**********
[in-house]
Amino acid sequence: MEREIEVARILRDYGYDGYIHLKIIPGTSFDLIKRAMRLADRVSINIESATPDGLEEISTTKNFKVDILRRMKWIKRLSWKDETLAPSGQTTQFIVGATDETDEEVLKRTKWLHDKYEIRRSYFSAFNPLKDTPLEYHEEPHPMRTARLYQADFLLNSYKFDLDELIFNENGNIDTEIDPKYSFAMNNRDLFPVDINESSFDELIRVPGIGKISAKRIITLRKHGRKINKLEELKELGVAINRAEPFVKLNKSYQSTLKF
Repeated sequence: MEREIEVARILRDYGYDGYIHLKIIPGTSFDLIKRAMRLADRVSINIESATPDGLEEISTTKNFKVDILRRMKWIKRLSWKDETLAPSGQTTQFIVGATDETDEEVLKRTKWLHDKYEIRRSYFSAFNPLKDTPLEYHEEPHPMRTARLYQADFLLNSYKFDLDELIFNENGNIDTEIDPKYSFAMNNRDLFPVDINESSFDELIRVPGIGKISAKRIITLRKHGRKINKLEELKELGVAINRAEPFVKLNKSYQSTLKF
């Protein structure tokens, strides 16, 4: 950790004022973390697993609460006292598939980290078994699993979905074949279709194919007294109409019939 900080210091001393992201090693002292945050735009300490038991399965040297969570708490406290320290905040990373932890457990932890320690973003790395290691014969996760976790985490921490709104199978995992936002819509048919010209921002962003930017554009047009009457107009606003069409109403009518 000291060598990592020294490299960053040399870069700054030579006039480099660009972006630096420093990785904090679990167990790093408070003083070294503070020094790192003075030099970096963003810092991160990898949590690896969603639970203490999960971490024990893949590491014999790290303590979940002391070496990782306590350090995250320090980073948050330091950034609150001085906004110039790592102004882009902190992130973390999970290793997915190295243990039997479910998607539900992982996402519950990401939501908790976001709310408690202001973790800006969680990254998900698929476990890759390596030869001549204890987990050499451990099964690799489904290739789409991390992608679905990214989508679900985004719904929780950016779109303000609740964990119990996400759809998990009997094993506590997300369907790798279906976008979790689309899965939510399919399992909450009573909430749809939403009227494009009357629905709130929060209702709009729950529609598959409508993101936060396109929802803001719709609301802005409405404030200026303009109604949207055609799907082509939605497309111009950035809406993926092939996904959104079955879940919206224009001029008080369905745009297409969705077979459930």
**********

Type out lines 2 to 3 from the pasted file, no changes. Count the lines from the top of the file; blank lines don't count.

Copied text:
Amino acid sequence: MEREIEVARILRDYGYDGYIHLKIIPGTSFDLIKRAMRLADRVSINIESATPDGLEEISTTKNFKVDILRRMKWIKRLSWKDETLAPSGQTTQFIVGATDETDEEVLKRTKWLHDKYEIRRSYFSAFNPLKDTPLEYHEEPHPMRTARLYQADFLLNSYKFDLDELIFNENGNIDTEIDPKYSFAMNNRDLFPVDINESSFDELIRVPGIGKISAKRIITLRKHGRKINKLEELKELGVAINRAEPFVKLNKSYQSTLKF
Repeated sequence: MEREIEVARILRDYGYDGYIHLKIIPGTSFDLIKRAMRLADRVSINIESATPDGLEEISTTKNFKVDILRRMKWIKRLSWKDETLAPSGQTTQFIVGATDETDEEVLKRTKWLHDKYEIRRSYFSAFNPLKDTPLEYHEEPHPMRTARLYQADFLLNSYKFDLDELIFNENGNIDTEIDPKYSFAMNNRDLFPVDINESSFDELIRVPGIGKISAKRIITLRKHGRKINKLEELKELGVAINRAEPFVKLNKSYQSTLKF